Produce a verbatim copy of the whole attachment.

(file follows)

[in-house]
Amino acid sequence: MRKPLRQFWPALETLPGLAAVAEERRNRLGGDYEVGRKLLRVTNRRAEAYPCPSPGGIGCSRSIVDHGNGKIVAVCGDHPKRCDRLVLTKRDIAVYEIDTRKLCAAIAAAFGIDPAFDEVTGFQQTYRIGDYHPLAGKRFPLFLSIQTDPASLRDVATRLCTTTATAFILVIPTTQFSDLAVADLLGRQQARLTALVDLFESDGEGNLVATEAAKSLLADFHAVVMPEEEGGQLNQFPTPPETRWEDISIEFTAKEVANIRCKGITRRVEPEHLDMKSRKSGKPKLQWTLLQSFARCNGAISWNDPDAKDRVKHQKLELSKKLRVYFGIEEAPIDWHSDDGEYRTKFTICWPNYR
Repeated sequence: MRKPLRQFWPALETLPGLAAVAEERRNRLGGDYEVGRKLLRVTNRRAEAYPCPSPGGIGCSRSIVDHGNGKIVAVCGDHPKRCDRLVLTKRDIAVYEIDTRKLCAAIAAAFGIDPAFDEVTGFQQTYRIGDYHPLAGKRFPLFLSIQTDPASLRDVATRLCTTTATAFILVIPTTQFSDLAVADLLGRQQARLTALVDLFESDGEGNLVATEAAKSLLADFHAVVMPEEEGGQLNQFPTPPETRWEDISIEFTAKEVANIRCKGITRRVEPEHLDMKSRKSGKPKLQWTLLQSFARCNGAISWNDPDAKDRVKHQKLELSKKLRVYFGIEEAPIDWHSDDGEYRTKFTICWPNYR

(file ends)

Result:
[in-house]
Amino acid sequence: MRKPLRQFWPALETLPGLAAVAEERRNRLGGDYEVGRKLLRVTNRRAEAYPCPSPGGIGCSRSIVDHGNGKIVAVCGDHPKRCDRLVLTKRDIAVYEIDTRKLCAAIAAAFGIDPAFDEVTGFQQTYRIGDYHPLAGKRFPLFLSIQTDPASLRDVATRLCTTTATAFILVIPTTQFSDLAVADLLGRQQARLTALVDLFESDGEGNLVATEAAKSLLADFHAVVMPEEEGGQLNQFPTPPETRWEDISIEFTAKEVANIRCKGITRRVEPEHLDMKSRKSGKPKLQWTLLQSFARCNGAISWNDPDAKDRVKHQKLELSKKLRVYFGIEEAPIDWHSDDGEYRTKFTICWPNYR
Repeated sequence: MRKPLRQFWPALETLPGLAAVAEERRNRLGGDYEVGRKLLRVTNRRAEAYPCPSPGGIGCSRSIVDHGNGKIVAVCGDHPKRCDRLVLTKRDIAVYEIDTRKLCAAIAAAFGIDPAFDEVTGFQQTYRIGDYHPLAGKRFPLFLSIQTDPASLRDVATRLCTTTATAFILVIPTTQFSDLAVADLLGRQQARLTALVDLFESDGEGNLVATEAAKSLLADFHAVVMPEEEGGQLNQFPTPPETRWEDISIEFTAKEVANIRCKGITRRVEPEHLDMKSRKSGKPKLQWTLLQSFARCNGAISWNDPDAKDRVKHQKLELSKKLRVYFGIEEAPIDWHSDDGEYRTKFTICWPNYR